All six candidates for three seats representing Northern Gila County in the state Legislature have agreed to appear in Payson for a debate at 4 p.m. Saturday at Tiny’s Restaurant.
The two contenders for the single state Senate seat and the four candidates for the two state House seats have all made appearances in Payson in the course of the wide-open campaign season — but never on the same stage.
Payson Mayor Kenny Evans extended the last-minute invitation and enlisted KMOG Radio Station and the Payson Roundup as co-sponsors of the town hall-style debate, with candidates answering questions submitted by the audience.
The Senate candidates include two state House members seeking to move to the upper chamber —Tom Chabin, a Flagstaff Democrat and Chester Crandell, a Heber Republican. They have taken sharply different positions on a range of issues. Chabin has stressed his plan to close state tax loopholes to raise several billion dollars to boost state spending on K-12 education from 50th to 25th among the states. Crandell has stressed enactment of Proposition 121, which would attempt to assert state control of federal lands. He authored the bill that put the measure on the ballot.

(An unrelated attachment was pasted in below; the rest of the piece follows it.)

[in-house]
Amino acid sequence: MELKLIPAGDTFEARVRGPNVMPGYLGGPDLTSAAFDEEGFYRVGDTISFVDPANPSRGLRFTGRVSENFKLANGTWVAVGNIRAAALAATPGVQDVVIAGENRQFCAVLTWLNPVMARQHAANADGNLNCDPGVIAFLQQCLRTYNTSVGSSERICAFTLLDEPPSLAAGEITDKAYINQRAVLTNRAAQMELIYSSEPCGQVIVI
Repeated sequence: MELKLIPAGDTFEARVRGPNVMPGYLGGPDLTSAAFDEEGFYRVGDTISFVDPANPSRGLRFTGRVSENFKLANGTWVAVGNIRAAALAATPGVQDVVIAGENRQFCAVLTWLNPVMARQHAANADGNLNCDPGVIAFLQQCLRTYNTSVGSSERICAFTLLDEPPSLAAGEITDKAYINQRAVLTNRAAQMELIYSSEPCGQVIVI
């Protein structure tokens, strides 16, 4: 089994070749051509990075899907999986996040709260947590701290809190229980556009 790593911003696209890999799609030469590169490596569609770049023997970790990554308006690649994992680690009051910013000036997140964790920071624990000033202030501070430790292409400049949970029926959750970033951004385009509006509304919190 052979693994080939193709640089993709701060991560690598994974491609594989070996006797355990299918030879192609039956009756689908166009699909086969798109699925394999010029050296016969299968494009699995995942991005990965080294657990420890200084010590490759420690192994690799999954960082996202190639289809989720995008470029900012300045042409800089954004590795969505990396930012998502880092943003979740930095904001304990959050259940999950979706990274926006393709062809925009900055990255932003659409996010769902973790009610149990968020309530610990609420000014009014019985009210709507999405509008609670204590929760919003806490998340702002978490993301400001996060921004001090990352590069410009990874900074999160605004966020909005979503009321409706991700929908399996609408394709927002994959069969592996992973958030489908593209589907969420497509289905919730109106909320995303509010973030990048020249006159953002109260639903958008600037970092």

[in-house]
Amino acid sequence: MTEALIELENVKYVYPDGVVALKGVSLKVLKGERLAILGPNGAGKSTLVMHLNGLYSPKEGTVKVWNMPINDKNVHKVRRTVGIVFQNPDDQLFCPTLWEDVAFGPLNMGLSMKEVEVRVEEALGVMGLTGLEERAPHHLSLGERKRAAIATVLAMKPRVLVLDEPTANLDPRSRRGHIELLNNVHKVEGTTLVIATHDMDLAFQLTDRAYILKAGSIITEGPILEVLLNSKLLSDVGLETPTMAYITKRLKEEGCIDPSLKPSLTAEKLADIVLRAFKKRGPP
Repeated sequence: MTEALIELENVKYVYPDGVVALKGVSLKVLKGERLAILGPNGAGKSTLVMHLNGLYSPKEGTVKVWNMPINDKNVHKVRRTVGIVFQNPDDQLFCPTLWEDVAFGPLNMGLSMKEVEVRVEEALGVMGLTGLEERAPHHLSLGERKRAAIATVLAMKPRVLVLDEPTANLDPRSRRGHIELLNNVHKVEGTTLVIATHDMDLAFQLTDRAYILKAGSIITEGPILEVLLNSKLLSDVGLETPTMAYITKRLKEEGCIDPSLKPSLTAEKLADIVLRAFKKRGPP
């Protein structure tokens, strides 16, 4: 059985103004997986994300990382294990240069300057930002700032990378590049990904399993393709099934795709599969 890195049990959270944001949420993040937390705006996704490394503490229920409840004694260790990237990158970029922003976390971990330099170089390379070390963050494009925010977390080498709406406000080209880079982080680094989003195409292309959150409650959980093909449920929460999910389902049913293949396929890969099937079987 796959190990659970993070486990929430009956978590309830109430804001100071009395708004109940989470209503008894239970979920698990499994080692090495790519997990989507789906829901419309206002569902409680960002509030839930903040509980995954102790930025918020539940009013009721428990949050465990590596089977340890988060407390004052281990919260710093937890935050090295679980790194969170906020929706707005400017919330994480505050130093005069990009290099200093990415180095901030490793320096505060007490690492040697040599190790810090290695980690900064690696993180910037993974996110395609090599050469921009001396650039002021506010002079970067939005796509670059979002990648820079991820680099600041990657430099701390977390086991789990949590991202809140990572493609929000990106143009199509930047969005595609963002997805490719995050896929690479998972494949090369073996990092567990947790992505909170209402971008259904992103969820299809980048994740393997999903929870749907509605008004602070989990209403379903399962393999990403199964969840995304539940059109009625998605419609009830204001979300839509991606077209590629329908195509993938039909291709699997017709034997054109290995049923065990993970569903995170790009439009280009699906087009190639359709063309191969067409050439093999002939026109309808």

The campaign for the two House seats has revealed similarly stark differences on a range of policy issues.
In that contest, Rep. Brenda Barton and retired businessman Bob Thorpe face former executive Angela LeFevre of Sedona and former Chandler planning director Doug Ballard, who now lives in Flagstaff.
Barton lived in Safford and represented Rim Country for the past two years in the Legislature. When redistricting changed boundaries, she established a Payson address to run in the redrawn Legislative District 6. She has strongly supported Proposition 121 and opposed Proposition 204, which would make permanent a one-cent sales tax to benefit K-12 schools, universities and highway construction.
Republican Flagstaff businessman, author and Tea Party head Bob Thorpe has stressed tax cuts, spending cuts and asserting control of federal lands. Thorpe worked for 30 years in business at Price Waterhouse, Walt Disney and as a software entrepreneur, aerospace engineer, state certified volunteer firefighter-EMT, educator, constitutional author, and co-founder of the national Balanced Budget Amendment Task Force.
Democrat Ballard has stressed increased funding for schools as the key step in luring more businesses to Arizona and preparing Arizona students for jobs of the future. He said creating jobs remains his top priority and points to his long experience in city government. During his tenure in Chandler before retiring, he negotiated deals with Intel and Hewlett Packard that brought thousands of jobs to Arizona.